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Saturday, February 13, 2016
The Experimental Artist Discovers a New Technique
One of the reasons I became an artist was for the sheer exhilaration of exploring techniques. I must admit that I was bored at first. Painting on a one dimensional surface was fun for the first month and then after I'd done it several times I wanted more. I began working with three dimensions almost from the start. Dimensionality in art fascinated me. Seeing something take form from different angles lent an endless fascination to everything I created. Suddenly the skills gained as a one dimensional painter exploded onto the 3D surfaces.
From that point its been a constant exploration of new ideas, new techniques and experiments in every idea I could conceive and turn into art.
For me, finding a new technique or combining two techniques to form something totally new is almost like a drug high. I will dance around the studio for hours when I stumble onto something. And I've been dancing a lot tonight. Several years back I went through what I call my "wax phase". This came right after my "luminescent phase". The Wax phase started out simply because I was poor.
I'd read an article about encaustic art. The technique of using wax to create art. The idea fascinated me. But after some quick research I realized that it was also an expensive art and way beyond my means at the time. A few days later I was randomly watching videos on YouTube of artists and art ideas and I ran across a fellow who was showing how to make a rainbow by gluing crayons across the top of a canvas and then melting them with a hair dryer so they dripped down the canvas, merged and formed a cool rainbow.
So if it worked for this, why couldn't a crayon be used for more advanced art techniques like I saw in the encaustic article. Well I admit it seemed sort of trivial and childish to me at the time. But I thought why the hell not, at least I can play around a little and maybe get into true encaustic art later.
So I bought a box of crayons. The first thing I did was strip the paper off of them which the fellow in the video didn't do. He left the paper on so the wax would drip straight down. My first few experiments were pretty freaking cool. I was hooked right from the start. The way the wax swirled and the colors blended was amazing. But the moment the wax cooled it lost its beauty.
Experiment ended. Failure. Abort.
In my previous luminescent phase I'd made friends with a substance well known to crafters. Mod Podge. And I'd some great success using this in some very unique ways. So out of curiosity I decided to dab some on the wax. Much to my amazement the color and vibrancy popped out the moment the Mod Podge dried. Woah....here was something new. I hit the ground running with about a million crayons, a soldering iron, hair dryer and a gallon jug of Mod Podge and spent the next 8 months doing nothing but melting crayons, getting burnt a lot and making some kick ass art.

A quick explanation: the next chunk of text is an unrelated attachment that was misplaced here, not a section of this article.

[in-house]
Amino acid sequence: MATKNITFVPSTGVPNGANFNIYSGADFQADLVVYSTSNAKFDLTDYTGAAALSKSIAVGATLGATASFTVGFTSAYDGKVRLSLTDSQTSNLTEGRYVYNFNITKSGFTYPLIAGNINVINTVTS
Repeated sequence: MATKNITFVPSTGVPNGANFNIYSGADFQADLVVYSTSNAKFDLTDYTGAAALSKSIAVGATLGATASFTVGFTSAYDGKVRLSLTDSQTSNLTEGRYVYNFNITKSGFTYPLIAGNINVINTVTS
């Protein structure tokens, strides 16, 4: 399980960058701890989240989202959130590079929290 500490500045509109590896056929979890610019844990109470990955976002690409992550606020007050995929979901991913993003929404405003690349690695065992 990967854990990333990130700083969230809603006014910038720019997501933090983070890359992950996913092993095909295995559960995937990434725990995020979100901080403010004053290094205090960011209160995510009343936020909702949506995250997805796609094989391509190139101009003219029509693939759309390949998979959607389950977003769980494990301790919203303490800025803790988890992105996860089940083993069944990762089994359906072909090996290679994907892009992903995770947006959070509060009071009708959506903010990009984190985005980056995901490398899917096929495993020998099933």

About the 4 month into the wax phase I discovered something new. I discovered that crayola made a metallic crayon. I lost a lot of sleep that week because I couldn't pull myself away. I'd already converted to metallic acrylics for almost all my painting work. Metallic crayons were more than my tiny brain could handle and I think I shorted out for a days. A few weeks later I had bought every metallic crayon I could find. I'm not kidding you, I wiped out the shelves of every store I could find them in.
Mind you I had not moved into a total sculpture phase yet. I was still working on canvases that were more like hanging sculptures. I eventually moved out of the wax work phase as a body of work and moved on towards other phases and eventually into total sculpture work. I hadn't really left the wax work behind but I hadn't really found a place for it in the sculpture work I would proceed into.
But no technique leaves me once its part of my work and I would occasionally bring out the crayons and train art interns in the techniques and keep my skills fresh.
So move up to this present week. Wax work was several years behind me. The focus for the past 5 months had been on driftwood sculptures. In the Driftwood phase I'd already created 30 or so sculptures involving driftwood pulled directly from the Mississippi River.
I started work on a large faerie creature laying length wise across a piece of arched driftwood, 5 feet in length. I wanted something unique for this piece so it would be unlike other pieces in the driftwood series. Suddenly I wondered what it would look like using metallic wax. Could it even be done? The piece was huge. Would the wax adhere properly? It was possible, but I'd have to do an experiment with a smaller piece of driftwood first and see what I got. I had some smaller pieces prepped to be painted and figured I could try it out and see what it looked like, and woah....the way the wax melted into the crevasses of the wood and left a metallic surface coating was breathtaking. But the amount of Mod Podge it would take to cover the big piece would be ridiculous. So what about polyurethane? Would a gloss spray work the same way? It not only worked, but it created a hard shell coating that eliminated any chance of chipping or marks on the wax which was something the Mod Podge did not do nearly as effectively.
And there it was in front of me. Something totally new, found through experiment and the blending of techniques and ideas. If this tiny sculpture looked this good, what in the hell would I get tomorrow when I blended more colors on a broader surface?
I guess we'll just have to see, but I doubt I'll sleep much tonight thinking about it and finding more ways to utilize this new knowledge.
Experimental art is truly one of the most satisfying art forms out there and something I hope to continue through the lifetime of my career as an artist.